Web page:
Ashley | West Tennessee
My doctor advised me that legally he couldn’t do anything or tell me where to go because of his affiliation with a religious hospital, but he told me to ask around and see if anyone could point me in the right direction.
I’m sharing my story because I really want to work to end the stigma surrounding abortion and make other women feel comfortable coming forward with their stories. Women don’t feel safe sharing their abortion stories, but maybe my sharing will encourage another woman to do the same. You have to start somewhere, and, for me, this is where I start. My story is unique because originally, I was staunchly pro-life.
I got pregnant when I was 16 the very first time I had sex. I had been raised by a very Catholic mother (who similarly became pregnant at 19) who worked very hard to raise me to be pro-life. I’d been to the pro-life rallies; I’d handed out the fliers with the tiny embryos on them that are meant to tug at your heartstrings. So, when I got pregnant as a junior in high school, abortion never once entered my mind. It wasn’t something I was interested in entertaining at all honestly. Despite having good grades and being an honor student, the public school I attended tried to kick me out. Members of the administration believed pregnancy was a disease and that it would spread among the student body. My argument at the time focused on the fact that other women were similarly getting pregnant, but they weren’t choosing to keep the baby. Luckily, the principal of my high school decided that aiding me in attaining my high school diploma would be more beneficial to my unborn child and me than any example he could make out of my situation, and I ended up doing homebound to finish my junior year. I went to a different school for summer school, turned 17, graduated early, and started college at a prestigious university the next month. I remained very pro-life; I even took my son to pro-life rallies when I was 17. However, I ended up pregnant again when I was 21. I had just finished college and once again abortion was never an option for me. I had my second child and continued on as a single, working mom.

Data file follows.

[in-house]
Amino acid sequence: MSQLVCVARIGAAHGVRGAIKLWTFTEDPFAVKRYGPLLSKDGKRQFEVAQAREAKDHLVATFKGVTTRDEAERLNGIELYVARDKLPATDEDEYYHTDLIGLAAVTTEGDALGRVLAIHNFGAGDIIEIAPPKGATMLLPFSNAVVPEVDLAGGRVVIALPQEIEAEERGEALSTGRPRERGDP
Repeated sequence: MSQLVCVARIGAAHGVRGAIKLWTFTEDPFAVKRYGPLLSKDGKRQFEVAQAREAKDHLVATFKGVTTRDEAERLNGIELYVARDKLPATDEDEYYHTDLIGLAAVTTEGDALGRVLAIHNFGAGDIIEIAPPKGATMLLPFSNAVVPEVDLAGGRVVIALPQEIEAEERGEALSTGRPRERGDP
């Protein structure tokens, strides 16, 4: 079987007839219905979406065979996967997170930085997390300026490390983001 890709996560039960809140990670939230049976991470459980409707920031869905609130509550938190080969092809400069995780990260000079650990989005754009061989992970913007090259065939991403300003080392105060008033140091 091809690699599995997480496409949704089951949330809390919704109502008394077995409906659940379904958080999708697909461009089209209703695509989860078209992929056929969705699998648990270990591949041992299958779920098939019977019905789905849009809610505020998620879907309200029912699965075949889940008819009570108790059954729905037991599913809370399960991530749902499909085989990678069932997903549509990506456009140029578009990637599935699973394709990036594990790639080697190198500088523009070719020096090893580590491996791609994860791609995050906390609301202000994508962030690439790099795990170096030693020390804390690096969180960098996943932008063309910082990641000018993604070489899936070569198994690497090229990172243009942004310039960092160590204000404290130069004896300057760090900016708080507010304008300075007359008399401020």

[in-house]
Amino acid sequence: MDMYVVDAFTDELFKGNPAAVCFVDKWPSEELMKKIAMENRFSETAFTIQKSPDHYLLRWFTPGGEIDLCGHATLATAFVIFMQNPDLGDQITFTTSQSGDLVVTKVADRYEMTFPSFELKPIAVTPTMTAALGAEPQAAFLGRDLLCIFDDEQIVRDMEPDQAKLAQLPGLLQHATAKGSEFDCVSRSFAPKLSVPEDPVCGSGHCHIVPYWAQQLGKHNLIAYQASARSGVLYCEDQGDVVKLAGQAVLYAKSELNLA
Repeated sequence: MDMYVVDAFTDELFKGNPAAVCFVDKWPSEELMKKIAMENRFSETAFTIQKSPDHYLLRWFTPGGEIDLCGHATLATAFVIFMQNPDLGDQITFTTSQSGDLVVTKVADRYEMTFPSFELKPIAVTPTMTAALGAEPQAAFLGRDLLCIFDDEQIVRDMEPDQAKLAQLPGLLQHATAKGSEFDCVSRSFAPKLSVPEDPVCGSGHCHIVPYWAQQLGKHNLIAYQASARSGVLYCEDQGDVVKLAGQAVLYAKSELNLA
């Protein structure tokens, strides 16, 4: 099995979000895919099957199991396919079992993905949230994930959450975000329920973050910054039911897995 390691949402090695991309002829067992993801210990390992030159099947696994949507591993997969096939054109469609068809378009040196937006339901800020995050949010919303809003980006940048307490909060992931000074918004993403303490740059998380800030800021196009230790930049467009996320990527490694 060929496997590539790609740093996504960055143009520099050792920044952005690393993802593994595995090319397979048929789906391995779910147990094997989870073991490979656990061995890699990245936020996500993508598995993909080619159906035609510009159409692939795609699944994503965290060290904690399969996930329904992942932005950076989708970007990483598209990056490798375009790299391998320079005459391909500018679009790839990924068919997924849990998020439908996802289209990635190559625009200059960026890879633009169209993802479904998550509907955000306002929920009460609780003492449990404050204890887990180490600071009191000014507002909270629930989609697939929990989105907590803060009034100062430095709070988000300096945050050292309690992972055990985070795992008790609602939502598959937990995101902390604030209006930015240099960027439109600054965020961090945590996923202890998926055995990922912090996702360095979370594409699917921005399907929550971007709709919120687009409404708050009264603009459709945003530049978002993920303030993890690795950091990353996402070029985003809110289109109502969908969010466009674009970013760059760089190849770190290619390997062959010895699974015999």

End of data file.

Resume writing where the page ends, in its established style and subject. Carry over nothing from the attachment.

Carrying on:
Then, at 23, I got pregnant for the third time. The guy and I had only been together for 2 months. Initially, I planned to keep the baby. I went to prenatal appointments and sorted everything out with my insurance. I did all the things you do in the first trimester when you’re preparing to have a baby. My son was living with my parents, and my daughter was living with me. I had finished my degree but wasn’t done with my thesis so I worked in the restaurant business as a way to support myself. I was already living below the poverty line, worked really long hours, and found out I was pregnant with a third child. Initially, I told myself I was going to be just fine. However, things didn’t work out with the guy, and I ended up falling into a really bad depression with suicidal thoughts. I went to see my doctor for my 8-week appointment and told him about my negative thoughts and feelings. He had been with me through both of my previous pregnancies. At the appointment, I told him that I thought the baby had miscarried, even though I didn’t have any symptoms of it (clearly, wishful thinking). He put the Doppler on my belly, and I burst into tears from sadness when I heard the heartbeat. I’d never felt that way before at the sound of a baby’s beating heart. I truly felt like my life was essentially falling apart, and I’d never wanted to have a miscarriage more in my life. My doctor said to me, “Are you sure this is what you want to do? I’ve seen you through a lot, Ashley, and I’ve never seen you this depressed.” His acknowledgment of my pain was so piercing and a huge wake-up call for me. The stress of dealing with this pregnancy was slowly eating away at the life I’d worked so hard to create for myself and my children. My doctor advised me that legally he couldn’t do anything or tell me where to go because of his affiliation with a religious hospital, but he told me to ask around and see if anyone could point me in the right direction.